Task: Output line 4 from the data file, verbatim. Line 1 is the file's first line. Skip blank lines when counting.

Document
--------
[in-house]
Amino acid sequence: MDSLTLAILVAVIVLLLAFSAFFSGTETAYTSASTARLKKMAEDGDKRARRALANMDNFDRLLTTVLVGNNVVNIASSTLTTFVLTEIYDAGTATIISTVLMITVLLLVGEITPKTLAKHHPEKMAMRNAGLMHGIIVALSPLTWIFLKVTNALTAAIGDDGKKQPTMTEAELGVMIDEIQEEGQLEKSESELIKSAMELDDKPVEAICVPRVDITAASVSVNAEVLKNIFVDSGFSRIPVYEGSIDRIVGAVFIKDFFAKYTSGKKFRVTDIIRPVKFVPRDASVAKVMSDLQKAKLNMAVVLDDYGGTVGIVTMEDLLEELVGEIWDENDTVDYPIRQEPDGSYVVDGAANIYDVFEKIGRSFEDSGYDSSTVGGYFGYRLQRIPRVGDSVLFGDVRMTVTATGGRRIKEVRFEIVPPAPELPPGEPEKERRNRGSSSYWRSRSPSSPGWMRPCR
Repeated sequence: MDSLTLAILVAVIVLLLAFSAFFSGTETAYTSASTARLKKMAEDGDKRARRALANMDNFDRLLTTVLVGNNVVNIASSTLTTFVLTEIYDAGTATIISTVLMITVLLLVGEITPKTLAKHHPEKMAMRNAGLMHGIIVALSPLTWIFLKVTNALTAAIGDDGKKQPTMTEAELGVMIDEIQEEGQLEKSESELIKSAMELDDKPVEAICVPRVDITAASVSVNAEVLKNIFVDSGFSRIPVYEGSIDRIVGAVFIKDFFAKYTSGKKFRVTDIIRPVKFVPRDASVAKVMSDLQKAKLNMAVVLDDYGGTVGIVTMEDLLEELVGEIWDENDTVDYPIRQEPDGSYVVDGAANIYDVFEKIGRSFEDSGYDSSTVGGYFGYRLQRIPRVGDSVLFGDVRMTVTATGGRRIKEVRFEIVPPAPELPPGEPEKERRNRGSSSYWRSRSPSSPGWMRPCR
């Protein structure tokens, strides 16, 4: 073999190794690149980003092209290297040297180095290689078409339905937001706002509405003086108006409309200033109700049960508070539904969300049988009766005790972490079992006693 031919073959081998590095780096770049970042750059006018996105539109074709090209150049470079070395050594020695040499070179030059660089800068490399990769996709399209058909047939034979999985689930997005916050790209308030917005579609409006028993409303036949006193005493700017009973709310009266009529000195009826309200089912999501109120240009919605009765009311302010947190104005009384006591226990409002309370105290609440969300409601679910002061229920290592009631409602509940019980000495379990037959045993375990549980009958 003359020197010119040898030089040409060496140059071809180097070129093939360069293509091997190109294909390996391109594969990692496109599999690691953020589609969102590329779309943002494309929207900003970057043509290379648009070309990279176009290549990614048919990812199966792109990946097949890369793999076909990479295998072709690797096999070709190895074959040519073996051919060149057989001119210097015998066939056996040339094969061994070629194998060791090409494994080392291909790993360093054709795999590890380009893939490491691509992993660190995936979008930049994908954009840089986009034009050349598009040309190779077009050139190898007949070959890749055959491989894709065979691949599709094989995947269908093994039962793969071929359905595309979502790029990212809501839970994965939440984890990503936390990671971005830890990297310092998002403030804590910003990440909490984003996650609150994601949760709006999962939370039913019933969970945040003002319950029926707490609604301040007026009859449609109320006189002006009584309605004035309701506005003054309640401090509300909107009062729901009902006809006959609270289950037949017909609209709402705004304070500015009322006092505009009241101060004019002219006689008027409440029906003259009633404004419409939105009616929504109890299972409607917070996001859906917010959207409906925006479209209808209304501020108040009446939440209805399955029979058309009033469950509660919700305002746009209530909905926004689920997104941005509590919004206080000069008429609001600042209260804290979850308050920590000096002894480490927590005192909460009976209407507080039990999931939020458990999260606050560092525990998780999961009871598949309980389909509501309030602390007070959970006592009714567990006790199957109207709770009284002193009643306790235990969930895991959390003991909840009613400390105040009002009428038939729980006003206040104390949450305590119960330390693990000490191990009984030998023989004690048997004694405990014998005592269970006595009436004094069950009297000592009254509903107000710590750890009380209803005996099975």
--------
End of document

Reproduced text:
């Protein structure tokens, strides 16, 4: 073999190794690149980003092209290297040297180095290689078409339905937001706002509405003086108006409309200033109700049960508070539904969300049988009766005790972490079992006693 031919073959081998590095780096770049970042750059006018996105539109074709090209150049470079070395050594020695040499070179030059660089800068490399990769996709399209058909047939034979999985689930997005916050790209308030917005579609409006028993409303036949006193005493700017009973709310009266009529000195009826309200089912999501109120240009919605009765009311302010947190104005009384006591226990409002309370105290609440969300409601679910002061229920290592009631409602509940019980000495379990037959045993375990549980009958 003359020197010119040898030089040409060496140059071809180097070129093939360069293509091997190109294909390996391109594969990692496109599999690691953020589609969102590329779309943002494309929207900003970057043509290379648009070309990279176009290549990614048919990812199966792109990946097949890369793999076909990479295998072709690797096999070709190895074959040519073996051919060149057989001119210097015998066939056996040339094969061994070629194998060791090409494994080392291909790993360093054709795999590890380009893939490491691509992993660190995936979008930049994908954009840089986009034009050349598009040309190779077009050139190898007949070959890749055959491989894709065979691949599709094989995947269908093994039962793969071929359905595309979502790029990212809501839970994965939440984890990503936390990671971005830890990297310092998002403030804590910003990440909490984003996650609150994601949760709006999962939370039913019933969970945040003002319950029926707490609604301040007026009859449609109320006189002006009584309605004035309701506005003054309640401090509300909107009062729901009902006809006959609270289950037949017909609209709402705004304070500015009322006092505009009241101060004019002219006689008027409440029906003259009633404004419409939105009616929504109890299972409607917070996001859906917010959207409906925006479209209808209304501020108040009446939440209805399955029979058309009033469950509660919700305002746009209530909905926004689920997104941005509590919004206080000069008429609001600042209260804290979850308050920590000096002894480490927590005192909460009976209407507080039990999931939020458990999260606050560092525990998780999961009871598949309980389909509501309030602390007070959970006592009714567990006790199957109207709770009284002193009643306790235990969930895991959390003991909840009613400390105040009002009428038939729980006003206040104390949450305590119960330390693990000490191990009984030998023989004690048997004694405990014998005592269970006595009436004094069950009297000592009254509903107000710590750890009380209803005996099975």